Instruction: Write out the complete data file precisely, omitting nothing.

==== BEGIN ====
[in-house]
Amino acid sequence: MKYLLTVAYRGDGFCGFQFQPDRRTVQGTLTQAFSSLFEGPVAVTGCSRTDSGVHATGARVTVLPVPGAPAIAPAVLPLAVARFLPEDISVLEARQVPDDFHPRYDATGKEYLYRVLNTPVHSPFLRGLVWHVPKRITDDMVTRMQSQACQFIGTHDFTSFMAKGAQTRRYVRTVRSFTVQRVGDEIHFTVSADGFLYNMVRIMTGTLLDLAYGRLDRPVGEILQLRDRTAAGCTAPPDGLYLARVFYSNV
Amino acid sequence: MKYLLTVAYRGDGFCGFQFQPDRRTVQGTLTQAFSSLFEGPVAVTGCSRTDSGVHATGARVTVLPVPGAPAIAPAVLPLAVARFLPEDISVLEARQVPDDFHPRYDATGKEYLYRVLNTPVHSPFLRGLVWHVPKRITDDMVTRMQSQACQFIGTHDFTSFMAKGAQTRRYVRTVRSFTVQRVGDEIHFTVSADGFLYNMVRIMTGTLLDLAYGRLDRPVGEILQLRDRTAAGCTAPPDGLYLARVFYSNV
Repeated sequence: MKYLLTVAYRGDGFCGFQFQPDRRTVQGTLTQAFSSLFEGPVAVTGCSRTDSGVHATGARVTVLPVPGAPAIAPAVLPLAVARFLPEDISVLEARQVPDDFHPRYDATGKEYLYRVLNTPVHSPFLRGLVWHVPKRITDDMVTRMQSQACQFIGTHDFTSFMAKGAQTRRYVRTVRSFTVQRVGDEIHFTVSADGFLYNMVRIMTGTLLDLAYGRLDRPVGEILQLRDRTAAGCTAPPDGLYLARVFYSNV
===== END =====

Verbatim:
[in-house]
Amino acid sequence: MKYLLTVAYRGDGFCGFQFQPDRRTVQGTLTQAFSSLFEGPVAVTGCSRTDSGVHATGARVTVLPVPGAPAIAPAVLPLAVARFLPEDISVLEARQVPDDFHPRYDATGKEYLYRVLNTPVHSPFLRGLVWHVPKRITDDMVTRMQSQACQFIGTHDFTSFMAKGAQTRRYVRTVRSFTVQRVGDEIHFTVSADGFLYNMVRIMTGTLLDLAYGRLDRPVGEILQLRDRTAAGCTAPPDGLYLARVFYSNV
Amino acid sequence: MKYLLTVAYRGDGFCGFQFQPDRRTVQGTLTQAFSSLFEGPVAVTGCSRTDSGVHATGARVTVLPVPGAPAIAPAVLPLAVARFLPEDISVLEARQVPDDFHPRYDATGKEYLYRVLNTPVHSPFLRGLVWHVPKRITDDMVTRMQSQACQFIGTHDFTSFMAKGAQTRRYVRTVRSFTVQRVGDEIHFTVSADGFLYNMVRIMTGTLLDLAYGRLDRPVGEILQLRDRTAAGCTAPPDGLYLARVFYSNV
Repeated sequence: MKYLLTVAYRGDGFCGFQFQPDRRTVQGTLTQAFSSLFEGPVAVTGCSRTDSGVHATGARVTVLPVPGAPAIAPAVLPLAVARFLPEDISVLEARQVPDDFHPRYDATGKEYLYRVLNTPVHSPFLRGLVWHVPKRITDDMVTRMQSQACQFIGTHDFTSFMAKGAQTRRYVRTVRSFTVQRVGDEIHFTVSADGFLYNMVRIMTGTLLDLAYGRLDRPVGEILQLRDRTAAGCTAPPDGLYLARVFYSNV